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Bachmann's campaign implodes -- anti-Americans run wild

By Jimmy Orr / October 21, 2008

Jake Turcotte


That sound you heard? It's the sound of Michelle Bachmann's campaign falling apart.

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The Washington Post's Chris Cizzilla summarizes it right in his blog entry today called, "Bachmann Goes Boom!"

Who is she?

Who is Michelle Bachmann? A Republican Congresswoman from Minnesota. She was in a relatively safe district. All signs were that she would win re-election. All she had to do was run out the clock.

Instead, she appeared on Chris Matthews' show "Hardball," which is the equivalent of running the ball when all you have to do is take a knee. She obviously does not know who Joe Piscarcik is.

Be cool

Matthews can get pointed on his program and may just egg you on -- wanting you to say something that will get repeated five billion times. But you don't have to acquiese. You don't have to give him a soundbite you'll regret. Or many soundbites you'll regret.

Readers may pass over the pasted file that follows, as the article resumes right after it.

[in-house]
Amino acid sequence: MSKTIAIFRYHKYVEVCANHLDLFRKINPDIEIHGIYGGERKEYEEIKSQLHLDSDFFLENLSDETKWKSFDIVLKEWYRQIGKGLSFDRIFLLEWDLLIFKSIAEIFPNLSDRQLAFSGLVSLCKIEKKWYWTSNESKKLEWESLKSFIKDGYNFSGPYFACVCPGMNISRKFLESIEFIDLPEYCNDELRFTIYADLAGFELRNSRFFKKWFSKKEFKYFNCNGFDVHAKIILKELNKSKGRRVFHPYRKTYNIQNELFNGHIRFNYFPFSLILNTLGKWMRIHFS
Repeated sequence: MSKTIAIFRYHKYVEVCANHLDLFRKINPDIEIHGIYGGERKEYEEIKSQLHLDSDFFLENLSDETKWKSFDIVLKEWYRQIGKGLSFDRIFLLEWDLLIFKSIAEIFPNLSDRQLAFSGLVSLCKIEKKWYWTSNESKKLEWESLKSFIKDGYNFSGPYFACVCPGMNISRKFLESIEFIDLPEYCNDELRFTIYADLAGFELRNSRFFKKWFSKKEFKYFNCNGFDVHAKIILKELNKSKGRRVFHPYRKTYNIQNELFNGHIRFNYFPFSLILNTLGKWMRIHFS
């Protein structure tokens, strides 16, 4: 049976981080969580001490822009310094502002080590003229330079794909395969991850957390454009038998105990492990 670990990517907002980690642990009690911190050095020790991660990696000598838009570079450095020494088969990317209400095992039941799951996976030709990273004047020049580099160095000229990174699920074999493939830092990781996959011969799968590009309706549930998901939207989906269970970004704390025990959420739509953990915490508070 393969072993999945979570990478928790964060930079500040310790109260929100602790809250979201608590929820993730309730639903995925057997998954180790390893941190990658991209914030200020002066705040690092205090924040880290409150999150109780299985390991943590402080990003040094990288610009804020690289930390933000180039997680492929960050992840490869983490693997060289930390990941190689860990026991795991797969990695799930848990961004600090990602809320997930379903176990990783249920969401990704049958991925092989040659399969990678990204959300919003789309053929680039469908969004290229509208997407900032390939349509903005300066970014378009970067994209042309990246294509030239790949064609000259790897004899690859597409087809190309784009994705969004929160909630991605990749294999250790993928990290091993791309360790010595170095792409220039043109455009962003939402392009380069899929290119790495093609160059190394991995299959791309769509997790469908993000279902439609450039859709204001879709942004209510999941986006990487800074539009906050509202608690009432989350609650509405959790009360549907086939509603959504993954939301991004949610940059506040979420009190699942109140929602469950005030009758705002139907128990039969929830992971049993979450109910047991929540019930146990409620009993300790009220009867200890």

But in a pretty fair conversation (judge for yourself -- see video below) when the two were discussing Weather Underground co-founder Bill Ayers, Matthews said to Bachmann, "You believe Barack Obama may - because of this relationship - have anti-American views?"

"Absolutely. I'm very concerned that he [Obama] may have anti-American views," she said.

Digging deeper

But she didn't stop there.

Matthews asked her, "How many in the Congress of the United States do you think are anti-American? You already suspect Barack Obama -- is he alone or do you think there are others?"

You can't tell at this point if she knows she's already stepped in it. There doesn't appear to be a deer-in-the-headlights or as the saying goes this year, a moose-in-the-headlights reaction.

"The news media should do a penetrating expose ... on the views of the people in Congress and find out if they're pro-America or anti-America," she answered.


Her opponent Elwyn Tinklenberg was the immediate recipient of this interview raising more than $800,000 since that remark. That's Obama-like money.

The Minneapolis Star-Tribune reports that Tinklenberg's fundraising efforts over the last few days have eclipsed the total amount of money he pulled into the campaign for the entirety of the third quarter.

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